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My pantry currently contains a Lindt bar that says Edelbitter Chocolade on the wrapping. I wonder if this is spelling of Schokolade is just a fancy of that particular manufacturer, or a quite usual spelling, or somehow significant.

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    No, it's not Dutch. lindt.de/produkte/weihnachten/tafeln/… The whole packaging has German on it. It's only the word "Chocolade" with is odd. – Janka Nov 21 '16 at 22:06
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    Lindt & Spruengli is a Swiss company. if you check their website you'll see they spell it several ways, but they make it in the Chocoladefabrik in Kilchberg. The etymology says it comes from the Spanish chocolate and the French chocolat. The Swiss have their own version of the German language. – RedSonja Nov 22 '16 at 12:18
  • @RedSonja I was thinking of something like that. At least Lindt seems to be consistent in this. If you can retrieve it from their website, I'd be grateful if you could post it as an answer. I cannot find it, possibly because the website presents itself alternately in Czech and in English, but not in German. – anemone Nov 22 '16 at 12:42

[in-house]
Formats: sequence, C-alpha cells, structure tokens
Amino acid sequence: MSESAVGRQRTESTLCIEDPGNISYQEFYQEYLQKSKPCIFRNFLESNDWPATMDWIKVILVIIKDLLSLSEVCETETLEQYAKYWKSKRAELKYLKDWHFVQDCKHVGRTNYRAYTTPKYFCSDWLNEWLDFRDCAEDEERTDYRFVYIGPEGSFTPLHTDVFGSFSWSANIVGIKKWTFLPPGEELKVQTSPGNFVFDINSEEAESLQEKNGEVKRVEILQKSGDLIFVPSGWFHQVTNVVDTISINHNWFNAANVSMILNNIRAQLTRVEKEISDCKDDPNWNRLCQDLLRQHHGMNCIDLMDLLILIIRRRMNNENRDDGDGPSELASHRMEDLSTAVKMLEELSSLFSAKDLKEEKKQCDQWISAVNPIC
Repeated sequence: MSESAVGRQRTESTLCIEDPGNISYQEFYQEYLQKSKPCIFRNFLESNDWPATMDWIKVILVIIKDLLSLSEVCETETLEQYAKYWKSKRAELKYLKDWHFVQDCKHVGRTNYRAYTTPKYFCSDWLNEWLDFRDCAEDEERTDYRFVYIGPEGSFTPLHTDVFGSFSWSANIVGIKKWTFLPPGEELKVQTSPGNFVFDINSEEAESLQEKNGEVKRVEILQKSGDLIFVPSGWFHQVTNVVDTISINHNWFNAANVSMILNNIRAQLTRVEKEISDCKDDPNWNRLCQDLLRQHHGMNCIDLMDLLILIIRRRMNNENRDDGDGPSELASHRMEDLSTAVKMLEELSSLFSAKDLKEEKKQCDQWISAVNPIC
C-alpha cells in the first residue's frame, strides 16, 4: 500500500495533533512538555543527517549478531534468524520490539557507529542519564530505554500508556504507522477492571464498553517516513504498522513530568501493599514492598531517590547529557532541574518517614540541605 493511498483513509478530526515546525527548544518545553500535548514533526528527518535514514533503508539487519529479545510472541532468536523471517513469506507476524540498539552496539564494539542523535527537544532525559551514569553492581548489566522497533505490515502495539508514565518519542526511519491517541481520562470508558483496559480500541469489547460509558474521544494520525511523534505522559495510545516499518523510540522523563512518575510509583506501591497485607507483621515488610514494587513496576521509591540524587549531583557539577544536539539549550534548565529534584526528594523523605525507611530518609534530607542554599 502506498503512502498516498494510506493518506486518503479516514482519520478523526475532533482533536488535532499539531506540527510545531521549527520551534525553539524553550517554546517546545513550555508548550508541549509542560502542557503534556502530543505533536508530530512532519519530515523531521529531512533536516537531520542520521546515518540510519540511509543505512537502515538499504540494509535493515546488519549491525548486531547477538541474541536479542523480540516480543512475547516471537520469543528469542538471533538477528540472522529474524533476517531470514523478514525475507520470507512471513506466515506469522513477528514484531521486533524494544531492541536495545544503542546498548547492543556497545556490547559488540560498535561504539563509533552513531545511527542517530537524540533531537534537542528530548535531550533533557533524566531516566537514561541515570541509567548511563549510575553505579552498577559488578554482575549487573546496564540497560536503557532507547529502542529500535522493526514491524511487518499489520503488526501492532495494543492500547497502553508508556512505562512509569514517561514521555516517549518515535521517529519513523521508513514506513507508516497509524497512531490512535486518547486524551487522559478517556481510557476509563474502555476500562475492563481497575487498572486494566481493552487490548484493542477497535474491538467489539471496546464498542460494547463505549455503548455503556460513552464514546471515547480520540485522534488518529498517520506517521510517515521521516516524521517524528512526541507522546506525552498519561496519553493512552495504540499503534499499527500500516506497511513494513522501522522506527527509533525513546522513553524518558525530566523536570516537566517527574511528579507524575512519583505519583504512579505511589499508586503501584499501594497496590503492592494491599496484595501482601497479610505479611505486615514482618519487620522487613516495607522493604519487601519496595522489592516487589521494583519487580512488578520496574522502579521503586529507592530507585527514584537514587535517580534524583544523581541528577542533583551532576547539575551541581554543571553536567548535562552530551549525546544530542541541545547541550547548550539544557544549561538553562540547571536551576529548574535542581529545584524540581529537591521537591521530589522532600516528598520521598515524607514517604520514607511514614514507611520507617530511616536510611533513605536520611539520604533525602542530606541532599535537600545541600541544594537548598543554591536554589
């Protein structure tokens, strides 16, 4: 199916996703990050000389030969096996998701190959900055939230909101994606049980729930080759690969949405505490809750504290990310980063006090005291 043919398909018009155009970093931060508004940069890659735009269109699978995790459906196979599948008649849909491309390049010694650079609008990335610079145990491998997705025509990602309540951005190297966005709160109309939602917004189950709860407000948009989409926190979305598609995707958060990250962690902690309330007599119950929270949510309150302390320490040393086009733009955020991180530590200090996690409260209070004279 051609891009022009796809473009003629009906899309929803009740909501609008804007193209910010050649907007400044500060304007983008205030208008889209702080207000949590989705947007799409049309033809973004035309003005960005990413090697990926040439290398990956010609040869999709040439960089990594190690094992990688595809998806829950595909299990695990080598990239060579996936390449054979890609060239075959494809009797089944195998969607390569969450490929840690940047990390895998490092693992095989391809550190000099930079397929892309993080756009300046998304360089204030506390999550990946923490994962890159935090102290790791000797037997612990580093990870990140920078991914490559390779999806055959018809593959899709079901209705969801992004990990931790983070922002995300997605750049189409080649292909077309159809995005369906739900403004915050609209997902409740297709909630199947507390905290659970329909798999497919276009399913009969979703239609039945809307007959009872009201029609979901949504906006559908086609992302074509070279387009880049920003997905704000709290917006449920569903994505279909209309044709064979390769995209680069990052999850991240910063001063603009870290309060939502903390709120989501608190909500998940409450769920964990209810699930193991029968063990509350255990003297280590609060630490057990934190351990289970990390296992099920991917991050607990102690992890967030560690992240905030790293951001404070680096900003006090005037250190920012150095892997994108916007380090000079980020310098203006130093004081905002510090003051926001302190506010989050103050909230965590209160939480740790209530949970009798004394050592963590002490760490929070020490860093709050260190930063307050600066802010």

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    I hereby preemptively disagree with the two close votes that claim this question could be answered by looking at a dictionary or grammar book. Typically, explanations about why a certain variant of an expression is chosen over another one are at best vaguely alluded to by (non-)informative keywords in dictionaries that can never replace the interpretation (also with respect to the individual occurrence) by someone knowledgeable about the language. – O. R. Mapper Nov 22 '16 at 22:22
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Here is a ngram for Schokolade/Chocolade and Chocolat: enter image description here

You can see Chocolade (and Chokolade) is an old writing, it was the common writing before 1900. As a trade name you can give the impression of a traditional piece of chocolate.